The exact nature of the work Flynn did for Alptekin is key to unraveling the complex web of foreign entanglements that brought the onetime national security adviser under both federal and congressional scrutiny. Since the failed coup attempt against Turkish President Recep Tayyip Erdogan last July, the powerful businessman has been leading the effort to rehabilitate the image of Turkey and its increasingly authoritarian leader in the U.S.
“In the United States his name definitely did come up, amid the circle of people who kind of keep an eye on these things,” Scheherazade Rehman, professor of international business at George Washington University’s Elliott School of International Affairs, said of Alptekin. “Clearly it’s a totally legitimate operation in terms of following all the lobbying rules that we have, but the lobbying is pretty intense. They’ve stepped it up. There’s no question that after the coup, they have seriously stepped it up.”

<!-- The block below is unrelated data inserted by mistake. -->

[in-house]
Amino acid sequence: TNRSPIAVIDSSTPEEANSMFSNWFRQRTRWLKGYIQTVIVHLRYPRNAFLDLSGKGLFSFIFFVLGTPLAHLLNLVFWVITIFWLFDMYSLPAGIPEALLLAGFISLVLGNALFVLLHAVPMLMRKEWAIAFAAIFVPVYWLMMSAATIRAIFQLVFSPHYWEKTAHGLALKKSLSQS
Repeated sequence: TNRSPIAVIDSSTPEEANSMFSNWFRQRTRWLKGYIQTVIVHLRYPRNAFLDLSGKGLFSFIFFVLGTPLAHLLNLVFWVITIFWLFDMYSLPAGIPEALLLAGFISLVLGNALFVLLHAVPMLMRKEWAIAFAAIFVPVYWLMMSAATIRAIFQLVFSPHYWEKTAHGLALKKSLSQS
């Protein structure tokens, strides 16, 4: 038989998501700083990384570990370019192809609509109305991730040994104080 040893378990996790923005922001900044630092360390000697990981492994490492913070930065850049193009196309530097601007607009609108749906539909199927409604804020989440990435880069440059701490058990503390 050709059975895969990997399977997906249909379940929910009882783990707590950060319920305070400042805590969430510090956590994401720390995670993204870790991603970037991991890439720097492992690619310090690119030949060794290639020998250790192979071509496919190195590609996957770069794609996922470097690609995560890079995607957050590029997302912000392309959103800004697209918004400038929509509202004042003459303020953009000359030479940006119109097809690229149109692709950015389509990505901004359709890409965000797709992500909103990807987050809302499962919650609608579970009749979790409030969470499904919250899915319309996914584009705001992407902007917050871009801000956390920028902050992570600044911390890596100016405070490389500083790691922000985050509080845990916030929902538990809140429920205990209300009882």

Erdogan has cracked down on dissent, jailing journalists and protesters en masse, since the move to oust him from power. Most recently, he eked out a victory in an April referendum that granted him vast constitutional powers. Though President Donald Trump congratulated Erdogan on that win, international monitors reported that the voting was rife with fraud.
Representatives for Alptekin agreed Thursday to pass along emailed questions, but TPM did not receive a response. A host of Washington, D.C.-based groups and individuals associated with Alptekin, who appears to be a significant power player in the capital, also declined or did not respond to requests for comment.